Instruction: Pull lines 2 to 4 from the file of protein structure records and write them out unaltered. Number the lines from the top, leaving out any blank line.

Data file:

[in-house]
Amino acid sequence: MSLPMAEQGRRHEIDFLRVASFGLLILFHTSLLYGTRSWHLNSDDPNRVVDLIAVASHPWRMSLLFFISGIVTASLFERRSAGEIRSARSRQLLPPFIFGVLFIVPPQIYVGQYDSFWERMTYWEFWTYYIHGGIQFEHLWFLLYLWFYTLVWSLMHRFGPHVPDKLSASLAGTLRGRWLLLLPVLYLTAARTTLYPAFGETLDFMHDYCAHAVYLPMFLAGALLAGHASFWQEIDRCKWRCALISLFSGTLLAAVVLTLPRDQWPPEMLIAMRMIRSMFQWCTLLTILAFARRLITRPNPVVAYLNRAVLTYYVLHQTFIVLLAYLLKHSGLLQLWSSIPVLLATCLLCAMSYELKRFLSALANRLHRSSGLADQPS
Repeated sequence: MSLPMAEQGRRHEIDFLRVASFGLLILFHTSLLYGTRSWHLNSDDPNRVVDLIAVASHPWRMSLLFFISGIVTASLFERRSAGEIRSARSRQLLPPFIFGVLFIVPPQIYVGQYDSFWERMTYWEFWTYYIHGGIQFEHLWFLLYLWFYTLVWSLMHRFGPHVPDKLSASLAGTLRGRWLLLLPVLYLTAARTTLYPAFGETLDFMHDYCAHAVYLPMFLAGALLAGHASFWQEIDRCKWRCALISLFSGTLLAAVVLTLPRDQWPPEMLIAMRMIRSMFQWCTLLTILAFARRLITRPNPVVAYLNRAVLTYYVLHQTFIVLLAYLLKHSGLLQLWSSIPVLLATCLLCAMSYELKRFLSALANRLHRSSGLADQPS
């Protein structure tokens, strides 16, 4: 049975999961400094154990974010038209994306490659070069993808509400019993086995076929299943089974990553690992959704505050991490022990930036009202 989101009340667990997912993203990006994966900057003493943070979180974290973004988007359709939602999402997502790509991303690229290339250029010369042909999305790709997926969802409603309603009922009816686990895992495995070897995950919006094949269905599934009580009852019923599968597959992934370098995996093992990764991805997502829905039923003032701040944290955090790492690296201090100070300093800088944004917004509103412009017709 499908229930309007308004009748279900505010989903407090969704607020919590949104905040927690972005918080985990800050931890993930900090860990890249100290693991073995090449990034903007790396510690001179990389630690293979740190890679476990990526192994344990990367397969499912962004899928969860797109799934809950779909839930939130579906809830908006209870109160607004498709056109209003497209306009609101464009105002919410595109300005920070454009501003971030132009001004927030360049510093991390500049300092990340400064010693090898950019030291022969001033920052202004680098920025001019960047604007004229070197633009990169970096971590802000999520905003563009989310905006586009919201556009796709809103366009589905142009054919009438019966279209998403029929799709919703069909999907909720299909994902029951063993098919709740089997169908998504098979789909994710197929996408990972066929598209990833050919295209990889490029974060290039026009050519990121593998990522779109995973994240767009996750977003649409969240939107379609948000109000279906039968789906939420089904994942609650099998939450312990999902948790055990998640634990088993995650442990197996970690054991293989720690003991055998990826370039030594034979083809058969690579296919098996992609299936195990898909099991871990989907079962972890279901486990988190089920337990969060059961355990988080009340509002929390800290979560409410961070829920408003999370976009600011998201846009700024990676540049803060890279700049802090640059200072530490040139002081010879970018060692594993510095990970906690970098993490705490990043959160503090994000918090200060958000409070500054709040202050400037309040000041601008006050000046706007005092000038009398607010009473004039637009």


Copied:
Amino acid sequence: MSLPMAEQGRRHEIDFLRVASFGLLILFHTSLLYGTRSWHLNSDDPNRVVDLIAVASHPWRMSLLFFISGIVTASLFERRSAGEIRSARSRQLLPPFIFGVLFIVPPQIYVGQYDSFWERMTYWEFWTYYIHGGIQFEHLWFLLYLWFYTLVWSLMHRFGPHVPDKLSASLAGTLRGRWLLLLPVLYLTAARTTLYPAFGETLDFMHDYCAHAVYLPMFLAGALLAGHASFWQEIDRCKWRCALISLFSGTLLAAVVLTLPRDQWPPEMLIAMRMIRSMFQWCTLLTILAFARRLITRPNPVVAYLNRAVLTYYVLHQTFIVLLAYLLKHSGLLQLWSSIPVLLATCLLCAMSYELKRFLSALANRLHRSSGLADQPS
Repeated sequence: MSLPMAEQGRRHEIDFLRVASFGLLILFHTSLLYGTRSWHLNSDDPNRVVDLIAVASHPWRMSLLFFISGIVTASLFERRSAGEIRSARSRQLLPPFIFGVLFIVPPQIYVGQYDSFWERMTYWEFWTYYIHGGIQFEHLWFLLYLWFYTLVWSLMHRFGPHVPDKLSASLAGTLRGRWLLLLPVLYLTAARTTLYPAFGETLDFMHDYCAHAVYLPMFLAGALLAGHASFWQEIDRCKWRCALISLFSGTLLAAVVLTLPRDQWPPEMLIAMRMIRSMFQWCTLLTILAFARRLITRPNPVVAYLNRAVLTYYVLHQTFIVLLAYLLKHSGLLQLWSSIPVLLATCLLCAMSYELKRFLSALANRLHRSSGLADQPS
């Protein structure tokens, strides 16, 4: 049975999961400094154990974010038209994306490659070069993808509400019993086995076929299943089974990553690992959704505050991490022990930036009202 989101009340667990997912993203990006994966900057003493943070979180974290973004988007359709939602999402997502790509991303690229290339250029010369042909999305790709997926969802409603309603009922009816686990895992495995070897995950919006094949269905599934009580009852019923599968597959992934370098995996093992990764991805997502829905039923003032701040944290955090790492690296201090100070300093800088944004917004509103412009017709 499908229930309007308004009748279900505010989903407090969704607020919590949104905040927690972005918080985990800050931890993930900090860990890249100290693991073995090449990034903007790396510690001179990389630690293979740190890679476990990526192994344990990367397969499912962004899928969860797109799934809950779909839930939130579906809830908006209870109160607004498709056109209003497209306009609101464009105002919410595109300005920070454009501003971030132009001004927030360049510093991390500049300092990340400064010693090898950019030291022969001033920052202004680098920025001019960047604007004229070197633009990169970096971590802000999520905003563009989310905006586009919201556009796709809103366009589905142009054919009438019966279209998403029929799709919703069909999907909720299909994902029951063993098919709740089997169908998504098979789909994710197929996408990972066929598209990833050919295209990889490029974060290039026009050519990121593998990522779109995973994240767009996750977003649409969240939107379609948000109000279906039968789906939420089904994942609650099998939450312990999902948790055990998640634990088993995650442990197996970690054991293989720690003991055998990826370039030594034979083809058969690579296919098996992609299936195990898909099991871990989907079962972890279901486990988190089920337990969060059961355990988080009340509002929390800290979560409410961070829920408003999370976009600011998201846009700024990676540049803060890279700049802090640059200072530490040139002081010879970018060692594993510095990970906690970098993490705490990043959160503090994000918090200060958000409070500054709040202050400037309040000041601008006050000046706007005092000038009398607010009473004039637009």